As voltage is increased in the ionization region (Region II), there is no appreciable
increase in the pulse height. The field strength is more than adequate to ensure collection
of all ions produced; however, it is insufficient to cause any increase in ion pairs due to
gas amplification. This region is called the ionization chamber region.
As voltage increases to the proportional region (Region III), the pulse height increases
smoothly. The voltage is sufficient to produce a large potential gradient near the anode,
and it imparts a very high velocity to the electrons produced through ionization of the gas
by charged radiation particles. The velocity of these electrons is sufficient to cause
ionization of other atoms or molecules in the gas. This multiplication of electrons is
called gas amplification and is referred to as Townsend avalanche. The gas amplification
factor (A) varies from 103 to 104. This region is called the proportional region since the
gas amplification factor (A) is proportional to applied voltage.
Limited Proportional Region
In the limited proportional region (Region IV), as voltage increases, additional processes
occur leading to increased ionization. The strong field causes increased electron velocity,
which results in excited states of higher energies capable of releasing more electrons from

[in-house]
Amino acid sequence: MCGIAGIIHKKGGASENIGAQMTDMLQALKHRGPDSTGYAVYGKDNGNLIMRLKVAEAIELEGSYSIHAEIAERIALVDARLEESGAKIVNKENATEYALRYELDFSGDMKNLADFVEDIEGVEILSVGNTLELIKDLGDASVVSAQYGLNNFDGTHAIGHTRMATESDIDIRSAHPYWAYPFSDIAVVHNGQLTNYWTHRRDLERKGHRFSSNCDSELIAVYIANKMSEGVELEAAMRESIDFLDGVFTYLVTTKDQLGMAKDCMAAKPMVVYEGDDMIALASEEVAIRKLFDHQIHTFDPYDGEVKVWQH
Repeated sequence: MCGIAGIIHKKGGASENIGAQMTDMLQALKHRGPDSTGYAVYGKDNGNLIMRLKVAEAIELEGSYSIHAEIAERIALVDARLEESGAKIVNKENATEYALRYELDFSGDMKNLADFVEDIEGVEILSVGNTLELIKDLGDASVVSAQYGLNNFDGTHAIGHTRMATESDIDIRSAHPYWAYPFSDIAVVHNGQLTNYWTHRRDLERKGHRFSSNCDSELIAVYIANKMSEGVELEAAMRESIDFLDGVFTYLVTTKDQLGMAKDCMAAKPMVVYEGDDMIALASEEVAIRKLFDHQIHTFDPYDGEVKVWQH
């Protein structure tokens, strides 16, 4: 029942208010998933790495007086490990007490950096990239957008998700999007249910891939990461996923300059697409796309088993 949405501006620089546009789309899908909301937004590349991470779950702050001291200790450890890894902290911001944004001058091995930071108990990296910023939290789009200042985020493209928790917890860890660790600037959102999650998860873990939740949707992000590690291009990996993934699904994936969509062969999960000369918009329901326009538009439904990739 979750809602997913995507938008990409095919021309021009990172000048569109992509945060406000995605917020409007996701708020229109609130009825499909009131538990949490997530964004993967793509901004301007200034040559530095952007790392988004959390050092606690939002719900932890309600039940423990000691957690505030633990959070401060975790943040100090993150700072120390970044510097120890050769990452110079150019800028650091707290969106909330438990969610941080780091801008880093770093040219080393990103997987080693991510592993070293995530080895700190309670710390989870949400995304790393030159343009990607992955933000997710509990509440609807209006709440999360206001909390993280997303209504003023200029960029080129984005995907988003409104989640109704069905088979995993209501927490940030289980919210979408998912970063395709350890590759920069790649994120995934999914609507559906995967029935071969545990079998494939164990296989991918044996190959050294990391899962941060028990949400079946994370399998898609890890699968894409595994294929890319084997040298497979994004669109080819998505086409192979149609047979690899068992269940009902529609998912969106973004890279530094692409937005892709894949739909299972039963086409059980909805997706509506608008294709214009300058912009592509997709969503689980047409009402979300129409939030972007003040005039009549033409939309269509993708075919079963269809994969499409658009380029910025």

the cathode. These events cause the Townsend avalanche to spread along the anode. The
positive ions remain near where they were originated and reduce the electric field to a
point where further avalanches are impossible. For this reason, Region IV is called the
limited proportional region, and it is not used for detector operation.
The pulse height in the Geiger-Müller region (Region V) is independent of the type of
radiation causing the initial ionizations. The pulse height obtained is on the order of
several volts. The field strength is so great that the discharge, once ignited, continues to
spread until amplification cannot occur, due to a dense positive ion sheath surrounding
the central wire (anode). V4 is termed the threshold voltage. This is where the number
of ion pairs level off and remain relatively independent of the applied voltage. This
leveling off is called the Geiger plateau which extends over a region of 200 to 300 volts.
The threshold is normally about 1000 volts. In the G-M region, the gas amplification
factor (A) depends on the specific ionization of the radiation to be detected.